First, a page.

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BC wants cleanup at Tulsequah Chief Mine

BC wants cleanup at Tulsequah Chief Mine

The BC government has told the owners of a mothballed mine near Yukon and Alaska borders to clean up their act.

The Tulsequah Chief mine, located approximately 100 kilometres south of Atlin, has been on care and maintenance since June, 2012.

Recent inspections by the province revealed that it was not in compliance with some provincial permits.

One concern noted in the inspection report is that acidic discharge water from the mine was draining directly into the Tulsequah River, a tributary of the Taku River which flows into Alaska.

Inspection report photo shows acid drainage into Tulsequah River (Government of BC)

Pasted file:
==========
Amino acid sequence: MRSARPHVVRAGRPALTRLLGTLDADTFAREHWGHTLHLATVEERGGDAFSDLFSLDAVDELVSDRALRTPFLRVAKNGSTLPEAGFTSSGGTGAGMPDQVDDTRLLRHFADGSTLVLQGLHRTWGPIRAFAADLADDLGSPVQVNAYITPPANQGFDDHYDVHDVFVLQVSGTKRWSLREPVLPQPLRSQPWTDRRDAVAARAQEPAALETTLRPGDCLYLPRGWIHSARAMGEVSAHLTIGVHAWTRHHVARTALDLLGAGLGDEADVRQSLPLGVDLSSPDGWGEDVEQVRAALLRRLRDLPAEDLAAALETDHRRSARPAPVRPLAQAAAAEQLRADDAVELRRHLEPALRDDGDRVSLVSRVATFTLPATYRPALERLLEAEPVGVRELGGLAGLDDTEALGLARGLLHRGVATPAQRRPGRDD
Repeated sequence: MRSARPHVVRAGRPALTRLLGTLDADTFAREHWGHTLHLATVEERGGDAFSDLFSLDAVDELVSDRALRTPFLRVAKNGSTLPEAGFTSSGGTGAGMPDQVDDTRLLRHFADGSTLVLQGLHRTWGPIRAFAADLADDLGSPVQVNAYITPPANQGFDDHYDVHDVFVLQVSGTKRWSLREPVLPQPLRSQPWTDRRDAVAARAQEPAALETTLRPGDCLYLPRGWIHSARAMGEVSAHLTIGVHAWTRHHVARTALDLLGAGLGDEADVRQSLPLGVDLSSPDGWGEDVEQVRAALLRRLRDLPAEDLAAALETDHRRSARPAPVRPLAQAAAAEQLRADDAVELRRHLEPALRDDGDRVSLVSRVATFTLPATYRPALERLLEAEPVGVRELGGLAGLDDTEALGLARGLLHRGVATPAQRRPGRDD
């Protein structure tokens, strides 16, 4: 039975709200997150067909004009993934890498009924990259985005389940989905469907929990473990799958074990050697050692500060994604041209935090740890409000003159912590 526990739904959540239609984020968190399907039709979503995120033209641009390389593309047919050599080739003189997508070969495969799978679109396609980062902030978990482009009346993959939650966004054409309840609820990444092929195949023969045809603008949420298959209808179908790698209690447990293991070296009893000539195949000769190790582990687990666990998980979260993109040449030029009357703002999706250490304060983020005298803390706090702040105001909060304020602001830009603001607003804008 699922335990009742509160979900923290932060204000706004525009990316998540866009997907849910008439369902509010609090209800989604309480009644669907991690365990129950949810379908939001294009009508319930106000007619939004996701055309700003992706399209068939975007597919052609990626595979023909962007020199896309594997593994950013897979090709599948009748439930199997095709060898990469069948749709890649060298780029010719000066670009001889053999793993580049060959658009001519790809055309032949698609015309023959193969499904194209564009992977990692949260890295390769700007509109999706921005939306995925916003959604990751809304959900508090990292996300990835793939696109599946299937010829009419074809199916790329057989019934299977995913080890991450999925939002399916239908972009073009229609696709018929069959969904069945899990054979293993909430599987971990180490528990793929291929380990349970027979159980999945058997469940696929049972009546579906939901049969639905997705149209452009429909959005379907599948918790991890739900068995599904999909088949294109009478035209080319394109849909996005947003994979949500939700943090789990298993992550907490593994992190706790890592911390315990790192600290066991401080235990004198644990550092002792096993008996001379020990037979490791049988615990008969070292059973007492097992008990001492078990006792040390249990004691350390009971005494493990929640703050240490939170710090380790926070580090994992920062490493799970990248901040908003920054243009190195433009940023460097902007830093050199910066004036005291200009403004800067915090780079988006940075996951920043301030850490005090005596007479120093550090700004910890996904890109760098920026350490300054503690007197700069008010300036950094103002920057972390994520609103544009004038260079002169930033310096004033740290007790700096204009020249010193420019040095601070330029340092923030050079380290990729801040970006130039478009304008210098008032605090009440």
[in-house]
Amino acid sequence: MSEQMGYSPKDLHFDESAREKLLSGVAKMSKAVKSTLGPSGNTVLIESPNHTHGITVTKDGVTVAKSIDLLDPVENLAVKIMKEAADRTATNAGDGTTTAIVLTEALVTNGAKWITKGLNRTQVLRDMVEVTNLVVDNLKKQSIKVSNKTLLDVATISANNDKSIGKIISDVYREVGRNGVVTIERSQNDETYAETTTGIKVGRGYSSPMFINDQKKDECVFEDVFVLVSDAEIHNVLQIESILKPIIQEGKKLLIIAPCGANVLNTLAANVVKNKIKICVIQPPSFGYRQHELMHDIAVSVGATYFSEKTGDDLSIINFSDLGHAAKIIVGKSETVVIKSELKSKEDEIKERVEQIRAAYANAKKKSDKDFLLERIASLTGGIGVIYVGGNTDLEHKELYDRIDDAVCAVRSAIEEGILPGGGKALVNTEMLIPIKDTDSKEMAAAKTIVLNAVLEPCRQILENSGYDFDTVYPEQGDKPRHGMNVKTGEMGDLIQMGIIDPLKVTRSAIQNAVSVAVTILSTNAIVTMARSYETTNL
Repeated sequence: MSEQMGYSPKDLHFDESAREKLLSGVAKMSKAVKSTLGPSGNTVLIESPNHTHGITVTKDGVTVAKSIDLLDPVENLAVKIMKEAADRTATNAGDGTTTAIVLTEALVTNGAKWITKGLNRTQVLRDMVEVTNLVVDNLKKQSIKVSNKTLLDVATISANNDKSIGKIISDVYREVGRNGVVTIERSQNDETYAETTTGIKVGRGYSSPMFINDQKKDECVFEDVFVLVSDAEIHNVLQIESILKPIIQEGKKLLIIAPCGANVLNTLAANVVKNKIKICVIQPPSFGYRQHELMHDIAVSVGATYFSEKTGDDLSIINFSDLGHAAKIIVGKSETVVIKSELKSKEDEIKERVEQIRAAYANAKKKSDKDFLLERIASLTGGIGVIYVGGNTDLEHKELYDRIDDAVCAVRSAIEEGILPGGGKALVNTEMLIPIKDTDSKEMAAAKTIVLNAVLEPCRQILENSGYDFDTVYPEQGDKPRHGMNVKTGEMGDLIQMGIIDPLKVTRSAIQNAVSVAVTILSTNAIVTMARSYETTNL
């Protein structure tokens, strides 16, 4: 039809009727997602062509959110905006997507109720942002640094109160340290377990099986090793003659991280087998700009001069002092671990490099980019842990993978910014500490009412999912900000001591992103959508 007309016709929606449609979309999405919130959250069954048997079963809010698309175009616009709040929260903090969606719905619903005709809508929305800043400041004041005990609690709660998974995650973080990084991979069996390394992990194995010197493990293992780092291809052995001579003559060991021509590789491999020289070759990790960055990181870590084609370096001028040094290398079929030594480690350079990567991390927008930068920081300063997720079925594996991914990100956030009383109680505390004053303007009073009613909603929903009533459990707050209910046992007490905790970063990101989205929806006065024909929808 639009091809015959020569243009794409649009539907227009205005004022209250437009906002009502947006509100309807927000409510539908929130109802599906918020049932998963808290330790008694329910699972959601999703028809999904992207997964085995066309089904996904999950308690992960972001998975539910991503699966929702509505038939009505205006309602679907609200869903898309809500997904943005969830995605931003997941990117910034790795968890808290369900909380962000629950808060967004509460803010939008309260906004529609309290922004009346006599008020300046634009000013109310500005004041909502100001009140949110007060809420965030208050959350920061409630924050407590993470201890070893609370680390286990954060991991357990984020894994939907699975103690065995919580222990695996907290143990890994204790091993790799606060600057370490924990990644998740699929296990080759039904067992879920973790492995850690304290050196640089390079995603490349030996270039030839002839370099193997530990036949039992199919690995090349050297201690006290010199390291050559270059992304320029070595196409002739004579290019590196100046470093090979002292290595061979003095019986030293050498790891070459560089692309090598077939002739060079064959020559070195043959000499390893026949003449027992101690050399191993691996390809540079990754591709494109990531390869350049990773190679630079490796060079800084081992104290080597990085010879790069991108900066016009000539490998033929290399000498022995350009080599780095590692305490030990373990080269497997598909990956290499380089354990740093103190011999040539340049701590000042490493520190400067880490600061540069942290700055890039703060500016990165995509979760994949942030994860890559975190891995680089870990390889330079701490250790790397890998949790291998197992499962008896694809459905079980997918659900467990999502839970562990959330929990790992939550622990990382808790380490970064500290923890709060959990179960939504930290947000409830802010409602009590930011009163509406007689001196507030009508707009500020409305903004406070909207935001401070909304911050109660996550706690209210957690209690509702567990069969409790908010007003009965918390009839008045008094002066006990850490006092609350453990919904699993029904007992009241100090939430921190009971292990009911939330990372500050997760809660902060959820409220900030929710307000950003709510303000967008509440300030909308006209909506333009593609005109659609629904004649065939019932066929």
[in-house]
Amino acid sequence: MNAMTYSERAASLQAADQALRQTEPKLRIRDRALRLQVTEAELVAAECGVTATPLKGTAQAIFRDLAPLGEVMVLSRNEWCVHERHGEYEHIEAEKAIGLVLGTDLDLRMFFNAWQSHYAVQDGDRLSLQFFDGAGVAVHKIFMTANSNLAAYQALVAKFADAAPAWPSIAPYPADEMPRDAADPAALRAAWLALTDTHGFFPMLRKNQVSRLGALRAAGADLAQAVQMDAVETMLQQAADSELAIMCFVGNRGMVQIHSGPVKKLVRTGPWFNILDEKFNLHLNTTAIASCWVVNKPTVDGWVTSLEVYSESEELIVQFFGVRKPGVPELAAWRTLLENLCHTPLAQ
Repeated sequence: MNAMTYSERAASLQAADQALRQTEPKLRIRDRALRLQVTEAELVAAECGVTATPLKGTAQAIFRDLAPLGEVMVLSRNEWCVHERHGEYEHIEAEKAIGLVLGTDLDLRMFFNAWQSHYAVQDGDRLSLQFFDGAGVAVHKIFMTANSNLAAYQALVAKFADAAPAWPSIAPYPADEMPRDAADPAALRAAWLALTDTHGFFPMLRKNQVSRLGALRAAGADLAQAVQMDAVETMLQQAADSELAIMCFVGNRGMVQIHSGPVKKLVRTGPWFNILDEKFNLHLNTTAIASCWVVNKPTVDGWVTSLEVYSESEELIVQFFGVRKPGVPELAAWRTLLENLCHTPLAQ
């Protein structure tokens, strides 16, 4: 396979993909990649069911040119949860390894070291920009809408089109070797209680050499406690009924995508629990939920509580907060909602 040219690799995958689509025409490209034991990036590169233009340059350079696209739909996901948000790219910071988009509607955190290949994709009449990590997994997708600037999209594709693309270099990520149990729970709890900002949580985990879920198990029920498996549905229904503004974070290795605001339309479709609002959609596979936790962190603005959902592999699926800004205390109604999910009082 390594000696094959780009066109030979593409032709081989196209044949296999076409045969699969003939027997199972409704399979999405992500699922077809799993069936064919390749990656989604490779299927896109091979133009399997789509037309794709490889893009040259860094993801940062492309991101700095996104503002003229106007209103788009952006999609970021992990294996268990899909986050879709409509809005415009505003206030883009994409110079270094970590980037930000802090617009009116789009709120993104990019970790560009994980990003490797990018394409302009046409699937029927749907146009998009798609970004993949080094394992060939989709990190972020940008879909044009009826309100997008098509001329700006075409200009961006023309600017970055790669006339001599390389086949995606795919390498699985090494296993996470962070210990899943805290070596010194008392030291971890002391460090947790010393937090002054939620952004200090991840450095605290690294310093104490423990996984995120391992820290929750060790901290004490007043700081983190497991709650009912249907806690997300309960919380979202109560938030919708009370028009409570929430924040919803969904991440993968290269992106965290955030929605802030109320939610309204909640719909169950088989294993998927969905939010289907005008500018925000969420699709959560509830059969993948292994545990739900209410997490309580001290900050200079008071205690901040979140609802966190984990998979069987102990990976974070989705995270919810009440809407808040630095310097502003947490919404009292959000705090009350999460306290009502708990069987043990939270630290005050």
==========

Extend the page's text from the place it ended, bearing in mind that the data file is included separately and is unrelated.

Government inspection report photo shows acid drainage into Tulsequah River (Government of BC)

Environmental groups like Rivers Without Borders have long been critical of pollution and potentially acid-generating rock left over from the previous operations of the mine dating back to the 1950s.

Chieftain Metals constructed a mine water acid treatment plant in October, 2011 as part of its efforts to redevelop the mine, but the plant was shut down the following June because of problems with the system.

The company has three months to respond to the concerns of the province’s inspection report.

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